“What’s Humpty Dumpty?” He replied.

So that answered my question. Humpty Dumpty is available in Ontario and points east, but not west. It turns out Old Dutch, which is quite popular out here, bought out Humpty Dumpty last year. Some of their products have been re-branded and released out here, but mostly just the potato chips. I have seen Party Mix out here somewhere, IGA I think. The buzz online is that Cheese Sticks are hard to come by and most people have friends and family bring them out from the east coast. I guess that is one more thing I can look forward to when I go home for Christmas, along with reasonable cheese prices, donairs and good pizza.

October 8, 2008

Vancouver Aquarium II

I’m skipping a day. Not that it matters, since I’m writing about it a couple weeks after the fact, but since I have the photos online from my aquarium visit, I will talk about that first. I went to the aquarium—this time with Chris. And my camera. The first time I went I experienced and saw the exhibits as a person. This time I was there as a photographer and it was a much different experience. The dolphin show was the main difference. I didn’t see one the first time I was there, and although it wasn’t a long show, everyone enjoys dolphin antics. And they make interesting subjects of photos.

The hard thing about taking photos at an aquarium is that most of the time you are going to be shooting through glass—or plexiglass which is even worse. Reflections, light abberations and various spots and scratches can make your well intentioned photos look a little bit underwhelming. You want to get as close to the glass as you can to minimize the reflections, bearing in mind that the angle at which you shoot can also affect how the light plays. For the indoor tank photos, the light is usually one stop away from awful, so you will want a fast lens and perhaps a higher ISO. I was lucky to have my f/1.8 50mm which, while limiting my focal range, allowed nicer photos without resorting to a grainy ISO.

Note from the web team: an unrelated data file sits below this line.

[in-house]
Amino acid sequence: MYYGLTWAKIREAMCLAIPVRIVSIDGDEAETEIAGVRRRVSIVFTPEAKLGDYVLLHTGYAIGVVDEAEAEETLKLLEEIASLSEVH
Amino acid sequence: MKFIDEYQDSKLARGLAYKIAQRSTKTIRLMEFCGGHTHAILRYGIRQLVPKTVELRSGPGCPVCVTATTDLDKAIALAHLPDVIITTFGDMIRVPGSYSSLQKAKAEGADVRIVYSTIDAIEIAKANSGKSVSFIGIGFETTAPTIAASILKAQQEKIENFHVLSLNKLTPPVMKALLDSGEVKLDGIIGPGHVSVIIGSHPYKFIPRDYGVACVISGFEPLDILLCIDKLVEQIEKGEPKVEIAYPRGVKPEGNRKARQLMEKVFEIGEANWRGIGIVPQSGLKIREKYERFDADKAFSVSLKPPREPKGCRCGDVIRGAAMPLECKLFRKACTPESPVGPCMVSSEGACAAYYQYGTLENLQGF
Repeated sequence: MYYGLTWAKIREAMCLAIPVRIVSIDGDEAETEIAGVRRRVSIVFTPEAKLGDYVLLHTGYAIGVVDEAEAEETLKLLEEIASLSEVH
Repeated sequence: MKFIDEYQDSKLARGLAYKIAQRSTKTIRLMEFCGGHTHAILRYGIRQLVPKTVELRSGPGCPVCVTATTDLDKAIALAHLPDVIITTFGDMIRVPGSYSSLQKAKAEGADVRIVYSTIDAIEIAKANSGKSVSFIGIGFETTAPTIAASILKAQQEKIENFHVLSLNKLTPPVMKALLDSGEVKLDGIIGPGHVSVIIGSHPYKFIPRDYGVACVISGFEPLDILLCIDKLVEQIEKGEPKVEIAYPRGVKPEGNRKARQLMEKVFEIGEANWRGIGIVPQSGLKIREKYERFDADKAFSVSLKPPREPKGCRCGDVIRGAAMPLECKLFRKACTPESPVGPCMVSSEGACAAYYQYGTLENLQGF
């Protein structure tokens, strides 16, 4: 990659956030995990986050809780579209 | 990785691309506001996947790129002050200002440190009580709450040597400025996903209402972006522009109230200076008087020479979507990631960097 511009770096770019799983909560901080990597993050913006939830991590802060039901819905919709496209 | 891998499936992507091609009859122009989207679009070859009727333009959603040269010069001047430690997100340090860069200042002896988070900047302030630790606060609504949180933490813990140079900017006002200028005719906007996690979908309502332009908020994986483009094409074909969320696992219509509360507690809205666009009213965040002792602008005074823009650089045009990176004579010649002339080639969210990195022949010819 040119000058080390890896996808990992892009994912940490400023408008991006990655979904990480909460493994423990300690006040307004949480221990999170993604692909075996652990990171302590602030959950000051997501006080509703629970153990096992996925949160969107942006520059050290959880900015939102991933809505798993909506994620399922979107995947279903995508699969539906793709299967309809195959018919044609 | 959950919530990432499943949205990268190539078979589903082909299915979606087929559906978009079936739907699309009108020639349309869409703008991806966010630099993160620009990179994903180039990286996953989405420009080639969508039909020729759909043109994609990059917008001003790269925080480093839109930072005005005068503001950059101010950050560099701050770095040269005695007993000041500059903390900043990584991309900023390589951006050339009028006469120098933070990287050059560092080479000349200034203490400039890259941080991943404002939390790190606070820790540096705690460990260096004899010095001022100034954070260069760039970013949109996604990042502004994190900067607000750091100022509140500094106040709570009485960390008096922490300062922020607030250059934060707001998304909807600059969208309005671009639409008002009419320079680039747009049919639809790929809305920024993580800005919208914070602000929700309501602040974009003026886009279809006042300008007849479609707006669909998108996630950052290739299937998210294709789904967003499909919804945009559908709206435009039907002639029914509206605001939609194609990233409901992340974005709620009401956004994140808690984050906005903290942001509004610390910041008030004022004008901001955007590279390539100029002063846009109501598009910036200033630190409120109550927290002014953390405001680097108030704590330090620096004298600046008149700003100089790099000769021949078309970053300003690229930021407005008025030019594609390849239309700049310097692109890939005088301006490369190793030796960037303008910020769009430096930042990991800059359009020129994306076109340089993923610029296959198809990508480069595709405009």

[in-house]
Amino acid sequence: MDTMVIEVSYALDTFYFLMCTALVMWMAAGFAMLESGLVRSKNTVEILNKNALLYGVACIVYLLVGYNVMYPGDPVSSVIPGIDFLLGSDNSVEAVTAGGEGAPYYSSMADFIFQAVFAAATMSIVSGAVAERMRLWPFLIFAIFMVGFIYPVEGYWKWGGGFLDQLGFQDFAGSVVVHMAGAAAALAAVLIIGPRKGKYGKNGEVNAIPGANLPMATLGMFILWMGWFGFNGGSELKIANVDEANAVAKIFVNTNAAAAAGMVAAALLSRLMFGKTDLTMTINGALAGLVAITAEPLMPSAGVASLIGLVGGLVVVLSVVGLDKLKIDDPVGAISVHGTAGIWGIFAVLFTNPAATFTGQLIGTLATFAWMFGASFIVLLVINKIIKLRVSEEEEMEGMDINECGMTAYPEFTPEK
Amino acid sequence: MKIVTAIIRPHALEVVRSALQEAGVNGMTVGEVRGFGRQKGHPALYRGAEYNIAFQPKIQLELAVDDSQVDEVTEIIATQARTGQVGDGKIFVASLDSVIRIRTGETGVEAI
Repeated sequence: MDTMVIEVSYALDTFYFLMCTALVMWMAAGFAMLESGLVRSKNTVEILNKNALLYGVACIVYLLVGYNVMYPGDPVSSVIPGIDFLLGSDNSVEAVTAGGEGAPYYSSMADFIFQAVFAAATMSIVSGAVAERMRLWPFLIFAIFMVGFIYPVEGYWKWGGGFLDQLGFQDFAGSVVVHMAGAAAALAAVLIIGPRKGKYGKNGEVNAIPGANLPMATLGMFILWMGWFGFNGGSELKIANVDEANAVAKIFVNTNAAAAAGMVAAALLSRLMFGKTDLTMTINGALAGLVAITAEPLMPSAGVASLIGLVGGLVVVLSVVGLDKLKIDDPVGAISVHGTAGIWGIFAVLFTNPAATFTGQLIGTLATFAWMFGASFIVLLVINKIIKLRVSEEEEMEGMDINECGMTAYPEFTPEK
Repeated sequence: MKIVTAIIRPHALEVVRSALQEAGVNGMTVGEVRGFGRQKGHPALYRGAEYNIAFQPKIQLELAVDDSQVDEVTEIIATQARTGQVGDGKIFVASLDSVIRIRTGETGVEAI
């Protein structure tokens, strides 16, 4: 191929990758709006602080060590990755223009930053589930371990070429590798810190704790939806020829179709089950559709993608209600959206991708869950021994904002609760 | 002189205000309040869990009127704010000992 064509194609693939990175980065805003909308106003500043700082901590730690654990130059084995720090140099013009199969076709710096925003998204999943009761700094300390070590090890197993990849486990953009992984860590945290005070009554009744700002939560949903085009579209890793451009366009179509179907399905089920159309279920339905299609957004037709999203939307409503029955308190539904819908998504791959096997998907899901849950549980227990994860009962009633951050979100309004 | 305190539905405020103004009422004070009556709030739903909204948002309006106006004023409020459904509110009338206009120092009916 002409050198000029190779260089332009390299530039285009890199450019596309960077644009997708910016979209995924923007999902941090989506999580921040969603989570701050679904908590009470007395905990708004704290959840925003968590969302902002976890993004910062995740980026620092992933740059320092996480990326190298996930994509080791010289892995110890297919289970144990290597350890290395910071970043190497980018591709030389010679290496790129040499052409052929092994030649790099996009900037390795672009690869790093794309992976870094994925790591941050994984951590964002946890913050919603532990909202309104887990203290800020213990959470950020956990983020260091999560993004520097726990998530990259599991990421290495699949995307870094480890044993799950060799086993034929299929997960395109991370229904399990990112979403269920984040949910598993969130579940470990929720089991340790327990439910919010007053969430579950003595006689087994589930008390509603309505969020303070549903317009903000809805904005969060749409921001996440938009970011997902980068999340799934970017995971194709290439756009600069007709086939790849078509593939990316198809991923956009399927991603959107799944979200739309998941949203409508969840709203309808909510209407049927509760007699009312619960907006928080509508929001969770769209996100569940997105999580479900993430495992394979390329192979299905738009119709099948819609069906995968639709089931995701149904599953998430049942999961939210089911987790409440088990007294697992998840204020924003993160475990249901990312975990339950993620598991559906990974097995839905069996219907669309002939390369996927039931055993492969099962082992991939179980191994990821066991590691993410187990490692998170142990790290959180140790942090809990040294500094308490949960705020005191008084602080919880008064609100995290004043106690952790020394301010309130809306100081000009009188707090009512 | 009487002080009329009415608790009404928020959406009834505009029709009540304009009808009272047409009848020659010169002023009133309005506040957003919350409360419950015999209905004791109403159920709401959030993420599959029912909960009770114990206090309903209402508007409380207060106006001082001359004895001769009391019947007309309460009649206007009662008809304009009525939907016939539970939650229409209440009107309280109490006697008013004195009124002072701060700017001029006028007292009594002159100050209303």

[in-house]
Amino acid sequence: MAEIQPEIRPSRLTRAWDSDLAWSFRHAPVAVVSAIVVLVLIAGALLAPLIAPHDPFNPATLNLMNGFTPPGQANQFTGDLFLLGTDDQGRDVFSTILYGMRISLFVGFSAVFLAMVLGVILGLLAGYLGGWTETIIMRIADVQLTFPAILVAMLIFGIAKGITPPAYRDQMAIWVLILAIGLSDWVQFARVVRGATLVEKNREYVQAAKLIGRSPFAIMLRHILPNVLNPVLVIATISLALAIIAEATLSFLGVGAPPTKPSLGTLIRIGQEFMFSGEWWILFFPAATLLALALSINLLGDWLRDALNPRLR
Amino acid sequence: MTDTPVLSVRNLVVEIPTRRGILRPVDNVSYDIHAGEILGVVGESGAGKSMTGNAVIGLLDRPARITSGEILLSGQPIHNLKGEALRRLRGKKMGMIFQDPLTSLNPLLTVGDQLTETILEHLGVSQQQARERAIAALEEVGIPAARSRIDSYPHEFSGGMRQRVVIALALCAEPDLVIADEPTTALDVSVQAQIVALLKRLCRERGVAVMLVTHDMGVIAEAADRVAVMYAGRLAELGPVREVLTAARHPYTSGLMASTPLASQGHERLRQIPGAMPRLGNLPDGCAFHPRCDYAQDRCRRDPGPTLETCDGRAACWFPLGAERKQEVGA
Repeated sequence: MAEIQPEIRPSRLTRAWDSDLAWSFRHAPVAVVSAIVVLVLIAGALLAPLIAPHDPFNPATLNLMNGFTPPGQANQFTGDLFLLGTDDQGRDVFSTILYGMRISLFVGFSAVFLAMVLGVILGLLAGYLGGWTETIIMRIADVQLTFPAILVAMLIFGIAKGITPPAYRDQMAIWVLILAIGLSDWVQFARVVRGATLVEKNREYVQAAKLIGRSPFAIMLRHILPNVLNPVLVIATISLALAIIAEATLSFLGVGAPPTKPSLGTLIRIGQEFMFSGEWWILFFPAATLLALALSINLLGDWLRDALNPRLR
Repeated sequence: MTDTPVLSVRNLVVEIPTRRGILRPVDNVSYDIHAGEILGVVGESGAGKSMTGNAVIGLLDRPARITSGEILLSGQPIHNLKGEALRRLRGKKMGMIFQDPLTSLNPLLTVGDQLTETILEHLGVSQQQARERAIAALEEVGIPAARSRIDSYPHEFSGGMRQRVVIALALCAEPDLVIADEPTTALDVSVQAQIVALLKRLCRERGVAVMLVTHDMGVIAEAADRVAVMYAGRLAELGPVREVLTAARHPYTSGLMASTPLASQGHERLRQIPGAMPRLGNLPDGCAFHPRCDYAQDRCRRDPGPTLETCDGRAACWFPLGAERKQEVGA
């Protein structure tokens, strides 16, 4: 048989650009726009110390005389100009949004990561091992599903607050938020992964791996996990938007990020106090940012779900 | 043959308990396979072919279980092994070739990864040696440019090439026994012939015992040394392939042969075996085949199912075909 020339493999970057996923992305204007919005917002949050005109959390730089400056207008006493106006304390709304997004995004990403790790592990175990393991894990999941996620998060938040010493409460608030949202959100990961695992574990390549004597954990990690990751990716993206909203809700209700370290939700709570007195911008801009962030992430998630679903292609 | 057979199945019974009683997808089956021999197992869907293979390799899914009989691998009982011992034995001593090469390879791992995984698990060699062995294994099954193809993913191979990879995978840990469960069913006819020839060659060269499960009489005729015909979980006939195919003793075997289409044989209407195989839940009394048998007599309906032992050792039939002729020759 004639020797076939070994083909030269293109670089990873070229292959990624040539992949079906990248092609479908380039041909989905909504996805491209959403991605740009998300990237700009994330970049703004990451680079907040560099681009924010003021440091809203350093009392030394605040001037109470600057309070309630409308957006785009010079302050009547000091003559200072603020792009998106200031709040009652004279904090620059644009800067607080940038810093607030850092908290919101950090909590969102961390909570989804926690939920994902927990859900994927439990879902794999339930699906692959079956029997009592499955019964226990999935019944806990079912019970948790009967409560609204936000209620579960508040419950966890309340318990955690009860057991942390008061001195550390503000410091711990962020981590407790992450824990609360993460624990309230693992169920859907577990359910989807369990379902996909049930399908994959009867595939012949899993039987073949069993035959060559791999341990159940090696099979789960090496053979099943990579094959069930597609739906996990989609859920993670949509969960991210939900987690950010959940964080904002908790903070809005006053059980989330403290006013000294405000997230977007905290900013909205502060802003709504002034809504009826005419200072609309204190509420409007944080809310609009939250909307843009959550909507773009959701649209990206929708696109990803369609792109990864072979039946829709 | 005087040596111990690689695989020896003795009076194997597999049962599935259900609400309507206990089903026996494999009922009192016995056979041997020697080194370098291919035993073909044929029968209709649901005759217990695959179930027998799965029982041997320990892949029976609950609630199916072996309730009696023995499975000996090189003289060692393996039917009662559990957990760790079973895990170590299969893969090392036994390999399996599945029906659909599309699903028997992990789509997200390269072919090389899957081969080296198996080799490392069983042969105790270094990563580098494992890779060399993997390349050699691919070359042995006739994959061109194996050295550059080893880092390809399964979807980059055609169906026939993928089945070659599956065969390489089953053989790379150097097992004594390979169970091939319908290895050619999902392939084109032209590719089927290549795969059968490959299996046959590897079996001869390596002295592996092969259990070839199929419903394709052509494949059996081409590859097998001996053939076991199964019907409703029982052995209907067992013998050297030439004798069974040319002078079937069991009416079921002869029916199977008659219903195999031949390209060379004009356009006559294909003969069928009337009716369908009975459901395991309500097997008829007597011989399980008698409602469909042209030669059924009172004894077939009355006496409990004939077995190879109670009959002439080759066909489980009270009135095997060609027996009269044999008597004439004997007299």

It was a good day, the aquarium being the highlight with a nice photo taking session in Coal Harbour before hand. After the aquarium we tried out Stanley’s Park Bar & Grill. The food was a bit below average I’m sorry to report. At least on our visit. They were out of Diet Coke (seriously) and salsa for our nachos. I had the chicken burger which was a little over-charred. The location is nice in the park, but the restaurant doesn’t provide its own washroom facilities instead relying on the public washroom nearby. Trough urinal… classy. Definitely wouldn’t recommend this place to anyone.